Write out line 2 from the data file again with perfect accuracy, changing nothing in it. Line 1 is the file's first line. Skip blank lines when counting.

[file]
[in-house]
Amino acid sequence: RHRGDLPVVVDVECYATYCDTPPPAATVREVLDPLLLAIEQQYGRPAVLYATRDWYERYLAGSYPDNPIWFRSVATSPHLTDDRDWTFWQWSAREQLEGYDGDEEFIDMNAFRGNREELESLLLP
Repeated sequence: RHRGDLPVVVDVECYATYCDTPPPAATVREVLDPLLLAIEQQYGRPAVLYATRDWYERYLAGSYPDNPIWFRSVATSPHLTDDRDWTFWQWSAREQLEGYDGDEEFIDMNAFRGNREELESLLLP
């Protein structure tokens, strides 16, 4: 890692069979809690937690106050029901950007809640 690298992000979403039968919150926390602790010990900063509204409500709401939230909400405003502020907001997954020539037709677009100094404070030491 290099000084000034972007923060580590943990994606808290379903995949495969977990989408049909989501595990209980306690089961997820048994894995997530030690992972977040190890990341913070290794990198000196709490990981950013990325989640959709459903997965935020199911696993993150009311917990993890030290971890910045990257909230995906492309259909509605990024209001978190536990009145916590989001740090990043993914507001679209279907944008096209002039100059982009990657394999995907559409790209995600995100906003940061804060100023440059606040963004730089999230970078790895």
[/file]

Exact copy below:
Amino acid sequence: RHRGDLPVVVDVECYATYCDTPPPAATVREVLDPLLLAIEQQYGRPAVLYATRDWYERYLAGSYPDNPIWFRSVATSPHLTDDRDWTFWQWSAREQLEGYDGDEEFIDMNAFRGNREELESLLLP